The article ‘ASPS: Do they work?’ is the result of further collaboration between Soliman, Chen and Frolick (2002) and adds to their extensive collection of published literary on the subject of ASPs and outsourcing (Association for Information Systems, 2004; Dr. Khalid S. Soliman, 2004). The article endeavors to cover the reasons for using ASPs, the critical factors relating to the success of ASPs, the industries in which the ASP model can deliver value, and the issues that should be considered when selecting an ASP. This brief will analyse these themes, validate the presented findings and critique the article as a whole. The structure of this brief will follow the order in which the article introduces the themes.
Reasons for ASPs
The writers quote research from 2000 into the reasons companies are outsourcing to ASPs. While more recent research generally supports the article’s stance, other authors, such as Lavery, contest that the emphasis on the stated motives has changed, and new ones have surfaced. He reports that one of the most important benefits of the ASP model is the higher level of accountability that software vendors must provide customers (Lavery, 2001).
There has also been a shift from cost saving, tactical contracts to strategic outsourcing deals. CIOs and senior managers are seeking outsourcing vendors that offer cost predictability, and can help them innovate and drive strategic change throughout their companies (Information Week 2001; McDougall 2004). In Information Week’s survey of 75 business technology managers on ASPs, less than half the respondents considered cost to be a significant factor in selecting an ASP.
According to the survey, customers labeled whether an ASP can become a true partner in the user’s business as the most significant issue to consider when selecting an ASP (Information Week 2001, p. 1). Blue Cross Shield’s CIO, Carl Ascenzo, highlighted this trend when commenting on the recent outsourcing contract his company struck with EDS. He stated that, “Outsourcing relationship are becoming more about strategic partnering, and as we go forward, we need to align with someone who brings not just computing scale but who understands our business” (McDougall 2004, p. 2).
Soliman, Chen and Frolick (2002) identify six critical success factors for ASPs. This research provides the foundation for the DEMAND framework which the authors recommend ASPs base their business models on. Hope and Khair (2001) of Ovum, offer a model that, despite showing some synergy, is generally contradictory to the DEMAND paradigm. They suggest the key parameters that need to be considered when defining winning ASP business models are: the use of outsourcing and partnering, the nature of the application, the vertical or horizontal nature of the service, the structure of the support offered, and the size of the organisation being targeted (Hope & Khair 2001).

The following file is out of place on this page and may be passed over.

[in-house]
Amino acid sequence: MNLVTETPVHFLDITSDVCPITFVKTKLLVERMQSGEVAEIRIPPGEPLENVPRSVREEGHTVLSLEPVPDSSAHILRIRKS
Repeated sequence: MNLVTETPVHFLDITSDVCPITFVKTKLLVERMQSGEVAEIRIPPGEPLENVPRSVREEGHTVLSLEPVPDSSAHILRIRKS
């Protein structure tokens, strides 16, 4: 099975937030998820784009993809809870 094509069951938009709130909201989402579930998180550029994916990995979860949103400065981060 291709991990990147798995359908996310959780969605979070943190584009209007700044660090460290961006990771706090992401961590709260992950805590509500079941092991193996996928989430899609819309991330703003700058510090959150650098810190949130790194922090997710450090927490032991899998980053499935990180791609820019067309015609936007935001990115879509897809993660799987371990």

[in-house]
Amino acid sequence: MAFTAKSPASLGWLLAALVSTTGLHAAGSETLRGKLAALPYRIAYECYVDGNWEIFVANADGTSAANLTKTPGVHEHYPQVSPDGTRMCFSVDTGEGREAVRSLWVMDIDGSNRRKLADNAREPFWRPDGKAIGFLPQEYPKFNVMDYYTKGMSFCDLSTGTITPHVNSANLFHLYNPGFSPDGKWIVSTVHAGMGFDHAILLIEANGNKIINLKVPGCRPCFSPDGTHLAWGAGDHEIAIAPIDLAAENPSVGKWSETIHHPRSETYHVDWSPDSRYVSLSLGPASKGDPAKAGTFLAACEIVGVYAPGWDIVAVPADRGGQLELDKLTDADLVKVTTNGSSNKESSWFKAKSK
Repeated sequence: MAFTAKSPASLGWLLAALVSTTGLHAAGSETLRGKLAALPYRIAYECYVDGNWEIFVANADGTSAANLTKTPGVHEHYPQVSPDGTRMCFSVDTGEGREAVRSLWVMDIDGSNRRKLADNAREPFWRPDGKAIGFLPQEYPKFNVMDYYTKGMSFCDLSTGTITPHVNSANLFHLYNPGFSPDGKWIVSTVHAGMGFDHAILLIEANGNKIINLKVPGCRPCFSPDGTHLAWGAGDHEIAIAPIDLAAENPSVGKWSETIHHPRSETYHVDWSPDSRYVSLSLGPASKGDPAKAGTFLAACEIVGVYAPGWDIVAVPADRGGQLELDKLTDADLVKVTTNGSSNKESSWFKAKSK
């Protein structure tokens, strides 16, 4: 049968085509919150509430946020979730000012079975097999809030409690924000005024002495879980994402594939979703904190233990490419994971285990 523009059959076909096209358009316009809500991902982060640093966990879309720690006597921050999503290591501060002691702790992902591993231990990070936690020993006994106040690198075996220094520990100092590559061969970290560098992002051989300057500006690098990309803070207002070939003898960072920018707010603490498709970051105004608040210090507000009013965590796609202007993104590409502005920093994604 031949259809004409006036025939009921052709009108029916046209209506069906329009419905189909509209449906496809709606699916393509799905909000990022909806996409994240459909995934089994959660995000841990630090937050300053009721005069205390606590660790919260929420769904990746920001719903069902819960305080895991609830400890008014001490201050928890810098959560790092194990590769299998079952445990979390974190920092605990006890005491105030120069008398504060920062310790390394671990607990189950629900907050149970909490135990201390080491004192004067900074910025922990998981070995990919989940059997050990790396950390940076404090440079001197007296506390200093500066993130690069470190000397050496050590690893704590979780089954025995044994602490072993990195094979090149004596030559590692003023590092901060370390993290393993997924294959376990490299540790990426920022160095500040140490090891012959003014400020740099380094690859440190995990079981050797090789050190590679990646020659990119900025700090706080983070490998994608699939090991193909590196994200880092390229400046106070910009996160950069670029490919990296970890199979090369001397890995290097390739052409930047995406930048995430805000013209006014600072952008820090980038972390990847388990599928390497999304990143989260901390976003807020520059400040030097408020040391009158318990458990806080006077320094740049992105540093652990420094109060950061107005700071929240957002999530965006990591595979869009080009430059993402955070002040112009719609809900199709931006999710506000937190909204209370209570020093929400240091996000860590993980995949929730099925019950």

From these defining characteristics seven dominant models are identified. They are: wave two ASP, ASP with channel to SMEs, vertical/specialist ASP, wave one business application ASP, aggregator ASP, integrated solution ASP, and server-based computing specialist ASP (Hope & Khair 2001, p 79). There is a strong theme throughout the report that choosing the best partnering or ownership options is vital to the success of an ASP. Fontana (2001, p50) concurs with this idea that ASPs don’t have to directly own all of the components identified in the supply chain by stating that, ‘increasingly, providers [ASPs] are partnering to exploit each other’s expertise and enhance their own business’.
In agreement with Hope and Khair (2001), Seltsikas and Currie (2002) found that there was no one-size-fits-all ASP business model. Their extensive research suggests that the ASP business model is evolving with time, but that currently the survival of an ASP is based on their ability to change their practice for each customer to provide them with strategic benefits (Seltsikas & Currie 2002).
One industry expert believes that a successful ASP business can be simply modeled around the following four factors: unique/cost reducing service, constant service enhancements, sound financial models, and a clear migration path (Bolding 2001). Industries for ASPs In addition to the listed industries that ASPs can add value to, there is evidence that ASPs can cater to the technology needs of nonprofit organizations, particularly in regards to CRM systems (Nonprofit Business Advisor 2002; Bhagat 2003). However, contradicting the relationship between industry and ASPs adding value, it has been surmised that the benefits that ASPs offer are instead associated to the types of applications they can be employed to handle (Hope & Khair 2001).
In contrast to this research and the article, an IDC study revealed no link between the return on investment (ROI) realised by companies utilising ASPs and their industry type (IDC Asia Pacific Press Releases 2002). The investigation spanned 54 organizations across a range of industries that had outsourced to ASPs, and showed that, on average, those organizations posted a 400% ROI during a five-year period (IDC Asia Pacific Press Releases 2002). Interestingly, the measure of the added value was shown to be dependant on the size of the company (Mears 2002).